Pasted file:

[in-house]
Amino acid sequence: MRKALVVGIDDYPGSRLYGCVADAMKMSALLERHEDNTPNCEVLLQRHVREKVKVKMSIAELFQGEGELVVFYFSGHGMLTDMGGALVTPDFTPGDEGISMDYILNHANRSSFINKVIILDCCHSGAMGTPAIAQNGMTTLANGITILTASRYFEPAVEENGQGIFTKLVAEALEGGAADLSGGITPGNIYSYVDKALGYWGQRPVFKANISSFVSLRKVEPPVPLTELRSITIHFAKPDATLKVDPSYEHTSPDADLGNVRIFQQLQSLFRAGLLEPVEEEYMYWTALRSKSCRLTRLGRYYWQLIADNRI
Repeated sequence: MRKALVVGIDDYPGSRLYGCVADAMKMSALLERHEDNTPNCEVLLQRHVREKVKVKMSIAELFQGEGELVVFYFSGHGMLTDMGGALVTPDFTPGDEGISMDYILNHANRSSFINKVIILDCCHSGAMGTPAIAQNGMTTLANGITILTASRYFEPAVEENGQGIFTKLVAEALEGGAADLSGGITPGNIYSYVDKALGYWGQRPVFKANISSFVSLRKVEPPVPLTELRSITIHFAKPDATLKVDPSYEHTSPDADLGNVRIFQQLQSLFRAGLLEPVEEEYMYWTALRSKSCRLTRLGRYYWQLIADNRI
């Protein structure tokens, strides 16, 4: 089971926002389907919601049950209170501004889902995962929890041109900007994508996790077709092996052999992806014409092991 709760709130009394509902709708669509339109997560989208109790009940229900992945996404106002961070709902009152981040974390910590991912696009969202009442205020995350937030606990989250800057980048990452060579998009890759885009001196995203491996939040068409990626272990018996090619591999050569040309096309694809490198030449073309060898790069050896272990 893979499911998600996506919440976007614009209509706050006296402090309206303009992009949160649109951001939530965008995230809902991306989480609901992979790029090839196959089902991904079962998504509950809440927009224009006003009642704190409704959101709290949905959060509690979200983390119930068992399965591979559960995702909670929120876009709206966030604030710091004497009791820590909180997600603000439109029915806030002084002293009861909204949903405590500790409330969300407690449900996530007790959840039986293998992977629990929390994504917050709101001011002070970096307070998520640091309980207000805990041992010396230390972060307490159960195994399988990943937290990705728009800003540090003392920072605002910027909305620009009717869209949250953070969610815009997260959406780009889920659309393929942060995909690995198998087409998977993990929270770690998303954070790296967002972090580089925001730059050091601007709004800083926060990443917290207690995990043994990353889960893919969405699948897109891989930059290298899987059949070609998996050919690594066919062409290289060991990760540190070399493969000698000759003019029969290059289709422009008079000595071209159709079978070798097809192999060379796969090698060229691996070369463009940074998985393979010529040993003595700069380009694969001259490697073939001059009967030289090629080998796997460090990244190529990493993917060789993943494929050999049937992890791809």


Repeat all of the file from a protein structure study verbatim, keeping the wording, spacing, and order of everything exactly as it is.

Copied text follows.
[in-house]
Amino acid sequence: MRKALVVGIDDYPGSRLYGCVADAMKMSALLERHEDNTPNCEVLLQRHVREKVKVKMSIAELFQGEGELVVFYFSGHGMLTDMGGALVTPDFTPGDEGISMDYILNHANRSSFINKVIILDCCHSGAMGTPAIAQNGMTTLANGITILTASRYFEPAVEENGQGIFTKLVAEALEGGAADLSGGITPGNIYSYVDKALGYWGQRPVFKANISSFVSLRKVEPPVPLTELRSITIHFAKPDATLKVDPSYEHTSPDADLGNVRIFQQLQSLFRAGLLEPVEEEYMYWTALRSKSCRLTRLGRYYWQLIADNRI
Repeated sequence: MRKALVVGIDDYPGSRLYGCVADAMKMSALLERHEDNTPNCEVLLQRHVREKVKVKMSIAELFQGEGELVVFYFSGHGMLTDMGGALVTPDFTPGDEGISMDYILNHANRSSFINKVIILDCCHSGAMGTPAIAQNGMTTLANGITILTASRYFEPAVEENGQGIFTKLVAEALEGGAADLSGGITPGNIYSYVDKALGYWGQRPVFKANISSFVSLRKVEPPVPLTELRSITIHFAKPDATLKVDPSYEHTSPDADLGNVRIFQQLQSLFRAGLLEPVEEEYMYWTALRSKSCRLTRLGRYYWQLIADNRI
């Protein structure tokens, strides 16, 4: 089971926002389907919601049950209170501004889902995962929890041109900007994508996790077709092996052999992806014409092991 709760709130009394509902709708669509339109997560989208109790009940229900992945996404106002961070709902009152981040974390910590991912696009969202009442205020995350937030606990989250800057980048990452060579998009890759885009001196995203491996939040068409990626272990018996090619591999050569040309096309694809490198030449073309060898790069050896272990 893979499911998600996506919440976007614009209509706050006296402090309206303009992009949160649109951001939530965008995230809902991306989480609901992979790029090839196959089902991904079962998504509950809440927009224009006003009642704190409704959101709290949905959060509690979200983390119930068992399965591979559960995702909670929120876009709206966030604030710091004497009791820590909180997600603000439109029915806030002084002293009861909204949903405590500790409330969300407690449900996530007790959840039986293998992977629990929390994504917050709101001011002070970096307070998520640091309980207000805990041992010396230390972060307490159960195994399988990943937290990705728009800003540090003392920072605002910027909305620009009717869209949250953070969610815009997260959406780009889920659309393929942060995909690995198998087409998977993990929270770690998303954070790296967002972090580089925001730059050091601007709004800083926060990443917290207690995990043994990353889960893919969405699948897109891989930059290298899987059949070609998996050919690594066919062409290289060991990760540190070399493969000698000759003019029969290059289709422009008079000595071209159709079978070798097809192999060379796969090698060229691996070369463009940074998985393979010529040993003595700069380009694969001259490697073939001059009967030289090629080998796997460090990244190529990493993917060789993943494929050999049937992890791809």